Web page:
Much more successful are their reconstructions of the Euphrates riverbank and the idol of Baal, which might have made for a stronger presentation if they’d been the only ones there. Tall steel rods become reeds, and closely spaced stripes painted on the wall behind echo them to create a moiré effect: if the viewer moves his head, the reeds appear to rustle. Bagley’s Baal is one big squirrel—actually a digitally enlarged taxidermist’s form, hairless, earless and tailless. With its four legs spread, still having the wires intended for mounting to a display, it looms as a chilling specter; a stomping monster made more disconcerting by Orr’s mirrored, prismatically pretty light effects.
The House (Talo) (2002)
Finnish artist Eija-Liisa Ahtila based her three-channel video on interviews with women who experienced psychosis, but says that in all of her “human dramas,” the story is the thing.
I think the lady protests too much. For one thing, Ahtila envisions The House with a director’s attention to detail, with exact specifications for every gallery fixture from projection equipment to the color of drapes behind the screens.
In her video, Ahtila’s “Elisa” begins a soliloquy with precise descriptions: the exact layout of rooms in her summer house north of Helsinki, its orientation to the lush landscape outside and her quiet routine within.
Elisa’s detached delivery persists, even as things begin to slip out of control. “I think the living room of my house is breaking down,” she confides midway through. “It can’t keep things out anymore. My garden is coming into my living room.” Voices from a village miles away, her Volvo and a cow also make their way into the living room. Vividly conjuring a psychotic state the artist reveals, “I meet people. One at a time they step inside me and live inside me.”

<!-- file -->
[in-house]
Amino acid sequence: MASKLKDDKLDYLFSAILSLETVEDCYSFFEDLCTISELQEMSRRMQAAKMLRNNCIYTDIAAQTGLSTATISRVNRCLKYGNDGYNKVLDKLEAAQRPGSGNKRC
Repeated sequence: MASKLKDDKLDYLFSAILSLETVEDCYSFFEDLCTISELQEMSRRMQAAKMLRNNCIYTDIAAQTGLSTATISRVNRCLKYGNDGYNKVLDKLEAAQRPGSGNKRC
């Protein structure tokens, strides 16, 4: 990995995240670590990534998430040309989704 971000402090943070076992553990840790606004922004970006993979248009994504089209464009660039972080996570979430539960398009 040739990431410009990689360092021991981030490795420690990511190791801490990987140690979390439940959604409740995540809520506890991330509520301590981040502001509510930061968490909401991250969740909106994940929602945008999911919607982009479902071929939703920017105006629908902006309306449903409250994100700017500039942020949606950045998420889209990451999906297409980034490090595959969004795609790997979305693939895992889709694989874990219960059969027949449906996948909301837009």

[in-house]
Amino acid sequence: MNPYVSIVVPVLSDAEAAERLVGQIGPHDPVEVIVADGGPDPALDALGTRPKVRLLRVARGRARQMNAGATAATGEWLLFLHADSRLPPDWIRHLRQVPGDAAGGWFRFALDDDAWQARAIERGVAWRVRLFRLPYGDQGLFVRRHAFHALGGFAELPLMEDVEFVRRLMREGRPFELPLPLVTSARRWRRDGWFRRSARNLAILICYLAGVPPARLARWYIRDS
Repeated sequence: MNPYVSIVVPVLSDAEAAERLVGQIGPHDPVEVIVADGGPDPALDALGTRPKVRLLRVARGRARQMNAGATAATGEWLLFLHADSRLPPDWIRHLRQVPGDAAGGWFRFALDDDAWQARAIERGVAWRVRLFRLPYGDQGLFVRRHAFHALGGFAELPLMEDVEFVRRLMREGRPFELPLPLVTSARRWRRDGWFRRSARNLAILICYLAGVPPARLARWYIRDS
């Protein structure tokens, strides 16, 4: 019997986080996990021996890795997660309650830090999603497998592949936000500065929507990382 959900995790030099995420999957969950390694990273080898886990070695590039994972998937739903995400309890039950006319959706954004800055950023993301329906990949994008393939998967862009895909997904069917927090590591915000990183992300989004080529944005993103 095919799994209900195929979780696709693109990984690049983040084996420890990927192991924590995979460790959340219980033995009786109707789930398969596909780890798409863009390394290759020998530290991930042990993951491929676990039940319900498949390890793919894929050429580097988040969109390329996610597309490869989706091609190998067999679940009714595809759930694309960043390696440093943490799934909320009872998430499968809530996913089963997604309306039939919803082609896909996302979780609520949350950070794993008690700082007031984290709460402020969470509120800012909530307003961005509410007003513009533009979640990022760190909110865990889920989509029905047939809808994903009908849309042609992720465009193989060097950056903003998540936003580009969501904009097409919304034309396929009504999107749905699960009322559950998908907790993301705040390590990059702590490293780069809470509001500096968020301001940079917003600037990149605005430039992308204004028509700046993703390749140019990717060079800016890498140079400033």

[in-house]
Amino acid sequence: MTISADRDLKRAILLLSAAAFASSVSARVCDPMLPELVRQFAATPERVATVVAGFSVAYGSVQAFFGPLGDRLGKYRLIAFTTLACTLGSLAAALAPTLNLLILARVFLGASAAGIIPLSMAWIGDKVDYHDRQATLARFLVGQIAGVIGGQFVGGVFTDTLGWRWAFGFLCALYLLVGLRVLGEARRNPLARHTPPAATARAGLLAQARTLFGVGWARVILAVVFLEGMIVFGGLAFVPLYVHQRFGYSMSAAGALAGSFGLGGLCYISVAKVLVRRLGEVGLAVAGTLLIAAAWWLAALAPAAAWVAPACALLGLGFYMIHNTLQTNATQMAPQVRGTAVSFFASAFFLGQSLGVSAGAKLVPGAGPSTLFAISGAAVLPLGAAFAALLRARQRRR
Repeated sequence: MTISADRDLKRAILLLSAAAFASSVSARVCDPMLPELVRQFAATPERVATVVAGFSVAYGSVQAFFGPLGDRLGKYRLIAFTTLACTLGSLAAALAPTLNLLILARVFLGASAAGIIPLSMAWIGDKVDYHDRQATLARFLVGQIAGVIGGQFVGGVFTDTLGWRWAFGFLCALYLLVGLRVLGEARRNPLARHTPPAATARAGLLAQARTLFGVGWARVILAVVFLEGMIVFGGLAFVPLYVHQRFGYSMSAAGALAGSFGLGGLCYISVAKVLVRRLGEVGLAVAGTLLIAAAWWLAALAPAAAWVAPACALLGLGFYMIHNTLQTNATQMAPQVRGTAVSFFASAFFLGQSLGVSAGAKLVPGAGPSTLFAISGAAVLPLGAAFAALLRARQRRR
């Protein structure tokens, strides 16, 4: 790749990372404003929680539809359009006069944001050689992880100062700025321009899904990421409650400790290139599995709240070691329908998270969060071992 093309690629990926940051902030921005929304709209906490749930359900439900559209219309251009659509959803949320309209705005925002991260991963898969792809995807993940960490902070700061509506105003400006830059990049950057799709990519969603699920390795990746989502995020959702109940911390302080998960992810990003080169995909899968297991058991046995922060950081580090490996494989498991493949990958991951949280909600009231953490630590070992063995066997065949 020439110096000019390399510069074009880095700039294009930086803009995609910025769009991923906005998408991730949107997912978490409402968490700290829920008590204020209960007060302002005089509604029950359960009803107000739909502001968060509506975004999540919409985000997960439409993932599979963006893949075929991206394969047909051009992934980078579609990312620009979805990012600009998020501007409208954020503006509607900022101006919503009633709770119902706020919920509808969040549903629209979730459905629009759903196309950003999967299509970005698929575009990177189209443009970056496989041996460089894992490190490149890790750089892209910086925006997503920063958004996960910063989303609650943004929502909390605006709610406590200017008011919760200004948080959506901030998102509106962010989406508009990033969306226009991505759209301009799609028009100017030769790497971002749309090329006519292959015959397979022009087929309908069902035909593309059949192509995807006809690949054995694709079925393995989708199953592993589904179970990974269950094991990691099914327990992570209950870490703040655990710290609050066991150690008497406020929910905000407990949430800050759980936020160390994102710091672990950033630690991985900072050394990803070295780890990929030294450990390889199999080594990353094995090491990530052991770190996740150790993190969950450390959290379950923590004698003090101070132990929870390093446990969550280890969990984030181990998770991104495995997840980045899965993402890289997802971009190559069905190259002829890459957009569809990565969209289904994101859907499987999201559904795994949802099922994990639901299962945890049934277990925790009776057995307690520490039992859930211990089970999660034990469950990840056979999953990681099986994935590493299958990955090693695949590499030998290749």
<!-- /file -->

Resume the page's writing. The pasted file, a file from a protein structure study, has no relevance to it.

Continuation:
Watching the creeping, engulfing cinematic style of The House, projected over three walls of the room, it’s easy to believe.
Paintings and works on paper
“I still think that empty chairs are very powerful,” remarked Argentine artist Guillermo Kuitca while speaking at Southern Methodist University a few days before the Winspear premiere of both Verdi’s Otello and the stage curtain the artist designed for the opera house. Kuitca was attempting to sum up his affinity for alternative views of theatre: the dissolved seating charts, skewed floor plans and other myopic panoramas that activate his graphically informed works.
Kuitca is fascinated by places where action is either over or hasn’t yet begun; places where he senses a “fragmentation and dissolution” of energy, like the decaying notes that hang above the orchestra pit after tuning up. Kuitca has also detected and mapped it on another favorite resting place, the mattress; scene, he says, of the most important moments in life: our birth, our dreams, our sex and our death.
Kuitca’s work is not about upholstery, cartography or diagrams. There is a common thread that runs through it, made up of lots of little lines – blurred, vibrating and disintegrating – each resonating with human presence.
That human presence is what ties together the best work in this exhibition; work which, like the performing arts it references, shows evidence of life on what might sometimes seem to be an uninhabitable planet.
1. John Adams, Doctor Atomic, libretto by Peter Sellars drawn from original sources. (New York: Hendon Music, Inc., A Boosey & Hawkes Company, 2005)
Dallas Museum of Art
October 8 – March 21, 2010
Susan Rothenberg at The Modern
Foster + Partners at the Nasher
Diego Rivera: The Cubist Portraits, 1913-1917 at the Meadows Museum